As soon as, people buy a new Android smartphone they want to root it because of the common misconception going around that rooting unlocks a new channel of power stream in your device. The only thing rooting does it gives you power of making system changes at the root user level. A rooted Android device can remove system apps, make changes to otherwise inaccessible parameters, install new roms and more. But is it really worth it? Rooting an Android smartphone can actually break the security measures put inside the operating system to protect your data and can even make it completely useless (brick the phone).
After having bricked my Samsung Galaxy smartphone, I have come to think of some of the reasons why you should not root your Android device:
- No authentic information available for rooting. First of all, rooting is a very risky process and is NOT supported by Google or any other device manufacturer. All the rooting instructions and programs available online are created by different people around the world. This information does not always work and the programs may not behave as advertised. Lack of authentic information can lead to a complete disaster and your device may become completely useless.
- You can end up bricking your device. Bricking a smartphone means that it becomes as useful as a brick or a paper weight or a stone if you may i.e., it becomes a piece of junk. Rooting your device is often followed by trying out new ROMs available over the internet and if you accidentally overwrite the bootloader (that actually starts your phone) on the EMMC, then it become totally dead. After this you have to either have the mainboard changed, the EMMC replaced or throw the phone in the junk. Replacement of both the mainboard and EMMC is a costly exercise and is better to buy a new smartphone instead in most of the cases.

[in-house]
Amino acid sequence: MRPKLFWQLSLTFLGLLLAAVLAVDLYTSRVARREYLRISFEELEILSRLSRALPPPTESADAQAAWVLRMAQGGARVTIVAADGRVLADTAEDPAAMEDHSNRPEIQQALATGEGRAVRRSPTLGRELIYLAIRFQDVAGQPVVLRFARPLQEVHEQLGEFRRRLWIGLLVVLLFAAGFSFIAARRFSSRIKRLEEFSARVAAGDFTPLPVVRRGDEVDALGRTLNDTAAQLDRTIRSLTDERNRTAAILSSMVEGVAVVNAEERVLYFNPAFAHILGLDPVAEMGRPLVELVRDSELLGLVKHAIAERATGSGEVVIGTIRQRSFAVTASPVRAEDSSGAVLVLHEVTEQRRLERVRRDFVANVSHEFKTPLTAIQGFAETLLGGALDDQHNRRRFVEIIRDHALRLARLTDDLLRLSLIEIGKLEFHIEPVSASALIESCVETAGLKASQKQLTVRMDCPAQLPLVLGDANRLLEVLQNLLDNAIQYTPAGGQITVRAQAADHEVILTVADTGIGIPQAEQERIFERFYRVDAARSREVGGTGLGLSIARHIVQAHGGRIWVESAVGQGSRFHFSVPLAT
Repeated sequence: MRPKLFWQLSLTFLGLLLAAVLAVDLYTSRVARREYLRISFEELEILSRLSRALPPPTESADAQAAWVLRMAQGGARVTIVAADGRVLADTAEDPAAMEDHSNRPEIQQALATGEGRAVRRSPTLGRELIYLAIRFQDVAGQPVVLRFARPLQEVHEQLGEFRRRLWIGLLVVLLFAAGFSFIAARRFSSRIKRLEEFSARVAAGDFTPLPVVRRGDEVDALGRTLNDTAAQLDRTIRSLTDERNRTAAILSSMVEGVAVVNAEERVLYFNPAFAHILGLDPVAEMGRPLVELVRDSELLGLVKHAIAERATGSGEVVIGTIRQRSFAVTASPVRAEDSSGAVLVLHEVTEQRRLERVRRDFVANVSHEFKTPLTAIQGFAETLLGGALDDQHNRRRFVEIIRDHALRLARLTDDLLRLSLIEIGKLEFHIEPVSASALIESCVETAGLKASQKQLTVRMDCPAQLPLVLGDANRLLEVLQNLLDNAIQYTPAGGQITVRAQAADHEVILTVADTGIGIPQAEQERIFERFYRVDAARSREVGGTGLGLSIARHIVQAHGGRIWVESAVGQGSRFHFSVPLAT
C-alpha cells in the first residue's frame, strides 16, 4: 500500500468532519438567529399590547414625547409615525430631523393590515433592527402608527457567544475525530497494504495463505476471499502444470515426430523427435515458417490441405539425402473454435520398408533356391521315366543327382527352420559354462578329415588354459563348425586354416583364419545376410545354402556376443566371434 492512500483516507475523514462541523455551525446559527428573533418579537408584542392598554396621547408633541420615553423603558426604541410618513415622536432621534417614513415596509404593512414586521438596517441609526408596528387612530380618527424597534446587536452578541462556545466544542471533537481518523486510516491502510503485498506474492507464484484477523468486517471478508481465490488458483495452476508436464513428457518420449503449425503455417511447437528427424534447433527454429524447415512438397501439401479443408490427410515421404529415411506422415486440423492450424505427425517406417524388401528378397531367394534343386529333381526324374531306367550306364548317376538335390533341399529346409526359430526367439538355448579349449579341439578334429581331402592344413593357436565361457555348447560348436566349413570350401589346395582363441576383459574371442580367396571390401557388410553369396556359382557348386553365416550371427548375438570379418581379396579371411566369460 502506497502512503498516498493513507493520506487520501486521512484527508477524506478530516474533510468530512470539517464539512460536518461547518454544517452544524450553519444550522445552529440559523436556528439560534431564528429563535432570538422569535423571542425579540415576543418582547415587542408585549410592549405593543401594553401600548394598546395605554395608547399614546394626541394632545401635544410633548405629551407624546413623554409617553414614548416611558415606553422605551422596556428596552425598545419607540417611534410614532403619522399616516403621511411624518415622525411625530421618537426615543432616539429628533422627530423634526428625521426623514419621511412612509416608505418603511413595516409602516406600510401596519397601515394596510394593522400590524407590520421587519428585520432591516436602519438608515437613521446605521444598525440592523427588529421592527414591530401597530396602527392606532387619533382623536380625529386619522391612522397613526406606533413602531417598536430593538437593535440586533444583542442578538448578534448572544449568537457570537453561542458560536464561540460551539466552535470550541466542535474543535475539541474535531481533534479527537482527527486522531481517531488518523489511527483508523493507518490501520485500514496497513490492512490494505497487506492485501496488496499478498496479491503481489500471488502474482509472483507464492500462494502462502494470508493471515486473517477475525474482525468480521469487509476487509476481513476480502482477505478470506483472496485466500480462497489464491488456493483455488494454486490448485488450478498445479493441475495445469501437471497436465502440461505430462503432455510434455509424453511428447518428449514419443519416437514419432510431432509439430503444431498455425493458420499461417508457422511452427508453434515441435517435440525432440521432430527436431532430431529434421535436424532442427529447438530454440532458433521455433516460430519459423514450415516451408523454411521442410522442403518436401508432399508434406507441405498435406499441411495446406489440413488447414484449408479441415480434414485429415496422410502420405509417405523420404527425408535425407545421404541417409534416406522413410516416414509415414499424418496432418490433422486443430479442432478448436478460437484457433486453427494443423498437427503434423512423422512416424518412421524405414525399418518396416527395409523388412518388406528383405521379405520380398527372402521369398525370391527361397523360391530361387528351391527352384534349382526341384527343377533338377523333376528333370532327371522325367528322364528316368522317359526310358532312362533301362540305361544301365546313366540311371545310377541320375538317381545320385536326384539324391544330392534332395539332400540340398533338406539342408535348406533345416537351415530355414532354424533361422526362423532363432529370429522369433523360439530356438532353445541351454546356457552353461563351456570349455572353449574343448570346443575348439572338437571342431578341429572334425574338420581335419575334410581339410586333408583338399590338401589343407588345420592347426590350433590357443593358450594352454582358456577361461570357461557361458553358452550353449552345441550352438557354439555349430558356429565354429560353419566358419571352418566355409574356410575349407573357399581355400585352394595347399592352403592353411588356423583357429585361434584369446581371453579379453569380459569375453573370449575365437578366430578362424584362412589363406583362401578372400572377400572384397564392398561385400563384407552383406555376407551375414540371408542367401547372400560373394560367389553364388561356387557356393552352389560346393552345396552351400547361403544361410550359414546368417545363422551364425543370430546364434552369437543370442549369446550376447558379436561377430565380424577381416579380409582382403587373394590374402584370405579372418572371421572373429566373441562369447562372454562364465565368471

- No warranty for the rooted smartphones. As soon as you root your Android smartphone, the warranty provided by your device manufacturer becomes void. So if some parts of your device stops working, you will have to pay out of your own pocket for having it repaired. Some users think that they can restore the warranty by quickly unrooting. But if your device is not working (this is why you need warranty), how can you unroot the device?
- Inadvertent changes made to protected system files. When a device is rooted, your smartphones runs with highest possible privileges and you may accidentally delete or modify the files that could not be even accessed otherwise. You may end up erasing some important data like the IMEI codes which are necessary for using the mobile networks. If you end up erasing or changing the IMEI codes, you are not only committing an illegal act but you won’t be able to make any calls.
- Heaven for the new malware. A rooted device is heaven for the new malware as it can actually take over the device without much hard work. your device will become the playground of cyber-criminals and can be controlled over the internet easily – not to mention all the data theft that would take place. And if you have not installed any antivirus app, then it is going to even worse.
Conclusion: Rooting your Android smartphone may sound luring at first but you may actually end up bricking your device, void the manufacturer warranty and make unwanted or irreversible changes to your smartphone. This is why it is highly advised not to root your Android smartphone.